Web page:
Phuma-Langa

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Dance
14+ (LM)

Language: English
Choreographer: Mamela Nyamza
Company: The Forgotten Angle Theatre Collaborative

Concept, Design, Choreographer & Director: Mamela Nyamza
Performers: Nicholas Aphane, Shawn Mothupi, Lorin Sookool, Thulani ‘Lathish’ Mgidi, Nomfundo Hlongwa and Francesca Matthys
Costume Designer: Sasha Ehlers
Lighting Designer and Technical Manager: Thabo Pule

The Forgotten Angle Theatre Collaborative (FATC) presents the provocative new work titled PHUMA-LANGA, created by NAF Featured Artist Mamela Nyamza, in residence at the Ebhudlweni Arts Centre in Emakhazeni, Mpumalanga

How many times have we seen misspelt or mispronounced African names by non-native people during the era of Apartheid without a worry to rectify it? One example is the African name of the Province called Mpumalanga. Even today one can hear non-lingua people calling the province, “MAPHUMALANGA!” The name of this piece is thus called PHUMA-LANGA, an African word meaning “Rise the sun/ Sun-rise”. This is deliberate, as this work is all about the revival of language, art and culture, which can go a long way to create peace, harmony and stability in South African society. It is a fact that our young democracy is at a cross-roads at all social levels. Race relations intolerance is at its peak, and our moral fibre as a nation is at its lowest due to political impasse and chronic corruption. This work is a call for a construction of the soul, and indeed a recall for a renewed reconciliation among all South Africans.

PHUMA-LANGA is a call for a renewed social cohesion through artistic meaningful themes, mostly derived from the Ndebele culture, but also run across all the experiences derived from the history of South Africa. The work strives to be innovative in a single platform but from different performers’ valuable experiences as South Africans. This piece is all about trying for a milestone toward reviving and promoting the diminishing good within our cultures.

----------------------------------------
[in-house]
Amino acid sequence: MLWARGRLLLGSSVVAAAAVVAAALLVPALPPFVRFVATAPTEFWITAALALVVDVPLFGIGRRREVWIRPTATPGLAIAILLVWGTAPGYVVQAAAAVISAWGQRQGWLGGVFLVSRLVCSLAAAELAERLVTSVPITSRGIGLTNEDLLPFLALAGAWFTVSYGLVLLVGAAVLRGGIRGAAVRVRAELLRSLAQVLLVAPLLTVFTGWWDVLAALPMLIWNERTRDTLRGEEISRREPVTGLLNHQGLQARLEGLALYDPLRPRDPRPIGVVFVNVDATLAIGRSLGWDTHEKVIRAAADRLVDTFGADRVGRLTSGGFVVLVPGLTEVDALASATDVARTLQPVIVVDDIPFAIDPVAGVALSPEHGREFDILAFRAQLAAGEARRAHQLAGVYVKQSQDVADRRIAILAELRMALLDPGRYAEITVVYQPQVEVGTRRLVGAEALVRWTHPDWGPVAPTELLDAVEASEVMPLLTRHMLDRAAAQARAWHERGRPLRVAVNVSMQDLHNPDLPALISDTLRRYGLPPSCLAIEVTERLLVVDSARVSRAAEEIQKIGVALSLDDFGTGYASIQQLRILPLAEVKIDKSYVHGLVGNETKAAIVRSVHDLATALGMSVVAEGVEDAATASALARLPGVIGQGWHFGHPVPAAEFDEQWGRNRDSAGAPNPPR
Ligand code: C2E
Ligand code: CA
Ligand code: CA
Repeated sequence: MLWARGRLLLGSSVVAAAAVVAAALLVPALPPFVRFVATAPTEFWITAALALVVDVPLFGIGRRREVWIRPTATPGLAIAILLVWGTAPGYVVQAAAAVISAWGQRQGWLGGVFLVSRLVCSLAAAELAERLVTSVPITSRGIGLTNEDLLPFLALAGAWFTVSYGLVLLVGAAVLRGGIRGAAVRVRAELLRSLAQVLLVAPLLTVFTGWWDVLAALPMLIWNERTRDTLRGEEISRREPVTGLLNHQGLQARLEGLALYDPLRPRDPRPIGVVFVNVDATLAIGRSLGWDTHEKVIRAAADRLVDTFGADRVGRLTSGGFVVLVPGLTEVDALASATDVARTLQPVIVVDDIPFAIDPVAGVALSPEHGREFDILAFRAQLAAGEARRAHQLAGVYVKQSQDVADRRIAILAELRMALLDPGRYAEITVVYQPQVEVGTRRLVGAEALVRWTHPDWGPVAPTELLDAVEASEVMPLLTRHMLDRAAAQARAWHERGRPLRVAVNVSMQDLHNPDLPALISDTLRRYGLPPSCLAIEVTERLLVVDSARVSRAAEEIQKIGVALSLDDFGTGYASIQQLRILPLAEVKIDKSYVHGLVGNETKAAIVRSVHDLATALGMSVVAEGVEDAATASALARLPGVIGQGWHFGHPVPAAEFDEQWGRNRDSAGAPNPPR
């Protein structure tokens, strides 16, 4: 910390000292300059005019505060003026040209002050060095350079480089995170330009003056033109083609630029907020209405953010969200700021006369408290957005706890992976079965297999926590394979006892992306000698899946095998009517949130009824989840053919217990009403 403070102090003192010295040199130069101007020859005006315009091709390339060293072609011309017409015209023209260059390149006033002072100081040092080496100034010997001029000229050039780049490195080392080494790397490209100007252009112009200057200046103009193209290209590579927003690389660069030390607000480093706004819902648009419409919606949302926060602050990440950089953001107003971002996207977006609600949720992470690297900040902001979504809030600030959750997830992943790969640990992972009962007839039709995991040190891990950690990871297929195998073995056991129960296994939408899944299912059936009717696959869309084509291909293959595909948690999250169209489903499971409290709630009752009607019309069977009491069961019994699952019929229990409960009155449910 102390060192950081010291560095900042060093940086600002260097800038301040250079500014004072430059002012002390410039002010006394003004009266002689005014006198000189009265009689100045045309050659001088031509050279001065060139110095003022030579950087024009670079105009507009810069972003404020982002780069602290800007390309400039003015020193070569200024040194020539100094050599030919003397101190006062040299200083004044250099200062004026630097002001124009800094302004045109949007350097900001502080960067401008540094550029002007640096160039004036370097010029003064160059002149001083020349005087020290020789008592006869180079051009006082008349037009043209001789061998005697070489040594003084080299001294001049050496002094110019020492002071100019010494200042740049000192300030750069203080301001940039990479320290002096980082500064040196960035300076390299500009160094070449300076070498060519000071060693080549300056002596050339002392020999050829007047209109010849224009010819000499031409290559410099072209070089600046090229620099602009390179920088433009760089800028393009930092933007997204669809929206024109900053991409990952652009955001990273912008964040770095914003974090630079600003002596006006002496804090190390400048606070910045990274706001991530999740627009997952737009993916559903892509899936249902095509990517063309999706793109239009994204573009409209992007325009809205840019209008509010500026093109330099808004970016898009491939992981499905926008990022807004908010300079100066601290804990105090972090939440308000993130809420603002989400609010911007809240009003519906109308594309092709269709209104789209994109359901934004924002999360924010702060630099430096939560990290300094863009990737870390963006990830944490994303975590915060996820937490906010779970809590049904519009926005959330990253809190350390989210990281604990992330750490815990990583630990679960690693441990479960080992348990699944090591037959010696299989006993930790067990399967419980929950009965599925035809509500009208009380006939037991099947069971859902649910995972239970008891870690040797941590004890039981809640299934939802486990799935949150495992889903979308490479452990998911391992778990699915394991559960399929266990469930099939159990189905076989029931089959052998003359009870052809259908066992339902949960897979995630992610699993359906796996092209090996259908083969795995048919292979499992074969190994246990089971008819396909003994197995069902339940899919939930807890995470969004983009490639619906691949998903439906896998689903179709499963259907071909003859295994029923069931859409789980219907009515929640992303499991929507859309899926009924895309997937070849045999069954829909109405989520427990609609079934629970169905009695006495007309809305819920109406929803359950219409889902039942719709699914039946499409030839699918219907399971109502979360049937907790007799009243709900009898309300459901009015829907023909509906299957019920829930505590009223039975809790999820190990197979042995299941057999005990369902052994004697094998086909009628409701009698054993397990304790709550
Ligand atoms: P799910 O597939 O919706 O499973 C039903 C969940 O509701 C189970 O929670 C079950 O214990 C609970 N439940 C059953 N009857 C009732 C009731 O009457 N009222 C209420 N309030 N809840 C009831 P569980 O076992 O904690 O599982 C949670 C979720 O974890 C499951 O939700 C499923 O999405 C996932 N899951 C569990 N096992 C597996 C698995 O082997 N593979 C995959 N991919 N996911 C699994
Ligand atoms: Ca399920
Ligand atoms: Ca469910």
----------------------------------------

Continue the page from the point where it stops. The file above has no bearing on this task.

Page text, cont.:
To bring a meaningful artistic theme to the piece, Nyamza drew inspiration from the Ndebele culture among other diverse historical South African experiences, as a way of depicting renewed social cohesion. “My hope is to be innovative in this production from the performances to the message I want to get across. I am trying to reach a milestone where we can revive and promote the diminishing good within our various cultures,” Nyamza says.

  • This production was funded by the National Lotteries Commission

About Mamela Nyamza

Mamela Nyamza, the National Arts Festival’s Featured Artist, is a choreographer and dancer from Cape Town. She was trained at the Zama Dance School by the late Arlene Westergaard. She studied ballet at the Tshwane University of Technology as well as being trained at Alvin Ailey, New York School of Dance and Vienna Impulstanz. She received a fellowship at the University of Cape Town under the Gordon Institute of performance and creative Arts. Nyamza’s works often question the norms and limits of classical dance while the sociopolitical and social issues of South Africa are of interest to her. In 2011, she won a prestigious Standard Bank Young Artist Award and recently received an Imbokodo Award honoring women who excel in the crafts. In addition to her choreographic work, Nyamza also trains young dancers.

The performers

Nicholas Aphane learnt to dance at the tender age of 12 at the Dance Factory. Straight after school he joined PJ
Sabbagha’s FATC. During his second year he successfully auditioned for PARTS. He then worked with choreographer and dance teacher David Zambrano in 2009. A collaborative duet with Steve Michil followed. In his works, Aphane’s use of rhythm becomes his personal choreographic stamp, his unique movement, and his language.

Shawn Mothupi‘s passion for dance was realised at a very young age when he was introduced to ballroom and Latin-American dance. He has since been intrigued by movement and moving bodies in various spaces. It inspired him to join Vuyani Dance Theatre in 2004 where he trained in African Contemporary Dance under the direction of Gregory Maqoma. He has worked with various choreographers and directors as well as has performed in many theatre and corporate productions. He has hosted workshops both locally and abroad, and is currently working with FATC as a performer, teacher, facilitator and choreographer.

Lorin Sookool was captivated by the poetry of dance at the tender age of 5 in Durban. After obtaining a dance degree from the University of Cape Town, Sookool returned home for two years finding employment at the Playhouse Dance Residency where she worked with Jay Pather and Lliane Loots. Curiosity for a more natural
and honest physical expression found Sookool partaking in residencies such as Crossings III and the FATC’s artist in residence. In 2017 she was a company member at FATC and spent her time training and teaching in